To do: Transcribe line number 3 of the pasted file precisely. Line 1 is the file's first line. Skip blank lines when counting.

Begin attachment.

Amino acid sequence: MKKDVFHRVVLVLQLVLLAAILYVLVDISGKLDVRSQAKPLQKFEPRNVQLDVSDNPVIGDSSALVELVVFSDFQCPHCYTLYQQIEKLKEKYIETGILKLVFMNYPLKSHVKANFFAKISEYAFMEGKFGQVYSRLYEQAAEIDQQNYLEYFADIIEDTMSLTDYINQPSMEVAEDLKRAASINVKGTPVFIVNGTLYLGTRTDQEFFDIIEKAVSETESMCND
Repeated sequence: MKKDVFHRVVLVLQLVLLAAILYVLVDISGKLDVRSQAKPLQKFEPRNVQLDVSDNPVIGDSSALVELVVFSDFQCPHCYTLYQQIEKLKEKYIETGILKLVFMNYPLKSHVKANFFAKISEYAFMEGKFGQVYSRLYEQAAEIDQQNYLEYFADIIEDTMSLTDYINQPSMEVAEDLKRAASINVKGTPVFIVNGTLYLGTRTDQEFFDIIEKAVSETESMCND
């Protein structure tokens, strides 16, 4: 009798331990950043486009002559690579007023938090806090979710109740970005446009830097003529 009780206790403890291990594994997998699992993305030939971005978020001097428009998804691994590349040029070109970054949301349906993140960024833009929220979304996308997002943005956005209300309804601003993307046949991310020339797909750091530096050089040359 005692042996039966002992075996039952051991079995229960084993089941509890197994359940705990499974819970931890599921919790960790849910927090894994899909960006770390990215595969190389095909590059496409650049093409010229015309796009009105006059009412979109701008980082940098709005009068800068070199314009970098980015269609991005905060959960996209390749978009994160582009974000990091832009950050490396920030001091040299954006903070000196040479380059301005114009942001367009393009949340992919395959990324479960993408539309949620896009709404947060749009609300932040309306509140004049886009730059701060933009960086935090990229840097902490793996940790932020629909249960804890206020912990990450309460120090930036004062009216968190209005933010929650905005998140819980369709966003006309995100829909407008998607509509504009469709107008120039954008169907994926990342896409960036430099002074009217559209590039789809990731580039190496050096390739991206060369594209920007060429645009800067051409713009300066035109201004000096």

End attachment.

């Protein structure tokens, strides 16, 4: 009798331990950043486009002559690579007023938090806090979710109740970005446009830097003529 009780206790403890291990594994997998699992993305030939971005978020001097428009998804691994590349040029070109970054949301349906993140960024833009929220979304996308997002943005956005209300309804601003993307046949991310020339797909750091530096050089040359 005692042996039966002992075996039952051991079995229960084993089941509890197994359940705990499974819970931890599921919790960790849910927090894994899909960006770390990215595969190389095909590059496409650049093409010229015309796009009105006059009412979109701008980082940098709005009068800068070199314009970098980015269609991005905060959960996209390749978009994160582009974000990091832009950050490396920030001091040299954006903070000196040479380059301005114009942001367009393009949340992919395959990324479960993408539309949620896009709404947060749009609300932040309306509140004049886009730059701060933009960086935090990229840097902490793996940790932020629909249960804890206020912990990450309460120090930036004062009216968190209005933010929650905005998140819980369709966003006309995100829909407008998607509509504009469709107008120039954008169907994926990342896409960036430099002074009217559209590039789809990731580039190496050096390739991206060369594209920007060429645009800067051409713009300066035109201004000096």